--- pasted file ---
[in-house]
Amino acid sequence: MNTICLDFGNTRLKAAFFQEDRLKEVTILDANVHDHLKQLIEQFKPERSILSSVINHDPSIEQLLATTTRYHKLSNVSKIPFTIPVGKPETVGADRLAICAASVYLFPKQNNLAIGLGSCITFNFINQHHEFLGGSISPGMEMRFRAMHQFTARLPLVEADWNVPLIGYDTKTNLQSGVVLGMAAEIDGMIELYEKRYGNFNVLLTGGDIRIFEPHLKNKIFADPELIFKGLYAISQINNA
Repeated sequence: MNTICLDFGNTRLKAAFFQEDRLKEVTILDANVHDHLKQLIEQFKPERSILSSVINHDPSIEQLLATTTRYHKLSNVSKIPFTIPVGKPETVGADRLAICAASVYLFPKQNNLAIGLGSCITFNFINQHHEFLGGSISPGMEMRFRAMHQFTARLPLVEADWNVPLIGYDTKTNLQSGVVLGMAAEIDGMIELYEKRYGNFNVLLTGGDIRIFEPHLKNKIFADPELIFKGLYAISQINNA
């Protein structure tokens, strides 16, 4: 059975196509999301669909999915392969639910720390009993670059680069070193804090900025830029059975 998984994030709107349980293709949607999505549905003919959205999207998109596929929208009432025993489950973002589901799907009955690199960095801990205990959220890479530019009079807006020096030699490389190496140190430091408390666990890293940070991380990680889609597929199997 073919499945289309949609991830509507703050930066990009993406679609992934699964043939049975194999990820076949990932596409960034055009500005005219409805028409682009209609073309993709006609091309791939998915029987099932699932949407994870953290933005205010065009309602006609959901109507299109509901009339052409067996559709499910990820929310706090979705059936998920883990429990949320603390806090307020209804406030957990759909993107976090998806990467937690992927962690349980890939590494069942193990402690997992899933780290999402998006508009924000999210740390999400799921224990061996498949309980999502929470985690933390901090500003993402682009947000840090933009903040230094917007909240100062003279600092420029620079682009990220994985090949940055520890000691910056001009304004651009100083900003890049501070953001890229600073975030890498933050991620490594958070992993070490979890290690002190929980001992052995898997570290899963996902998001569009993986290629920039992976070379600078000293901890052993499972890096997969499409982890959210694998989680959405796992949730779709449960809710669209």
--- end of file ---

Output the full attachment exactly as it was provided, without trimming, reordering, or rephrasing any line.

[in-house]
Amino acid sequence: MNTICLDFGNTRLKAAFFQEDRLKEVTILDANVHDHLKQLIEQFKPERSILSSVINHDPSIEQLLATTTRYHKLSNVSKIPFTIPVGKPETVGADRLAICAASVYLFPKQNNLAIGLGSCITFNFINQHHEFLGGSISPGMEMRFRAMHQFTARLPLVEADWNVPLIGYDTKTNLQSGVVLGMAAEIDGMIELYEKRYGNFNVLLTGGDIRIFEPHLKNKIFADPELIFKGLYAISQINNA
Repeated sequence: MNTICLDFGNTRLKAAFFQEDRLKEVTILDANVHDHLKQLIEQFKPERSILSSVINHDPSIEQLLATTTRYHKLSNVSKIPFTIPVGKPETVGADRLAICAASVYLFPKQNNLAIGLGSCITFNFINQHHEFLGGSISPGMEMRFRAMHQFTARLPLVEADWNVPLIGYDTKTNLQSGVVLGMAAEIDGMIELYEKRYGNFNVLLTGGDIRIFEPHLKNKIFADPELIFKGLYAISQINNA
């Protein structure tokens, strides 16, 4: 059975196509999301669909999915392969639910720390009993670059680069070193804090900025830029059975 998984994030709107349980293709949607999505549905003919959205999207998109596929929208009432025993489950973002589901799907009955690199960095801990205990959220890479530019009079807006020096030699490389190496140190430091408390666990890293940070991380990680889609597929199997 073919499945289309949609991830509507703050930066990009993406679609992934699964043939049975194999990820076949990932596409960034055009500005005219409805028409682009209609073309993709006609091309791939998915029987099932699932949407994870953290933005205010065009309602006609959901109507299109509901009339052409067996559709499910990820929310706090979705059936998920883990429990949320603390806090307020209804406030957990759909993107976090998806990467937690992927962690349980890939590494069942193990402690997992899933780290999402998006508009924000999210740390999400799921224990061996498949309980999502929470985690933390901090500003993402682009947000840090933009903040230094917007909240100062003279600092420029620079682009990220994985090949940055520890000691910056001009304004651009100083900003890049501070953001890229600073975030890498933050991620490594958070992993070490979890290690002190929980001992052995898997570290899963996902998001569009993986290629920039992976070379600078000293901890052993499972890096997969499409982890959210694998989680959405796992949730779709449960809710669209």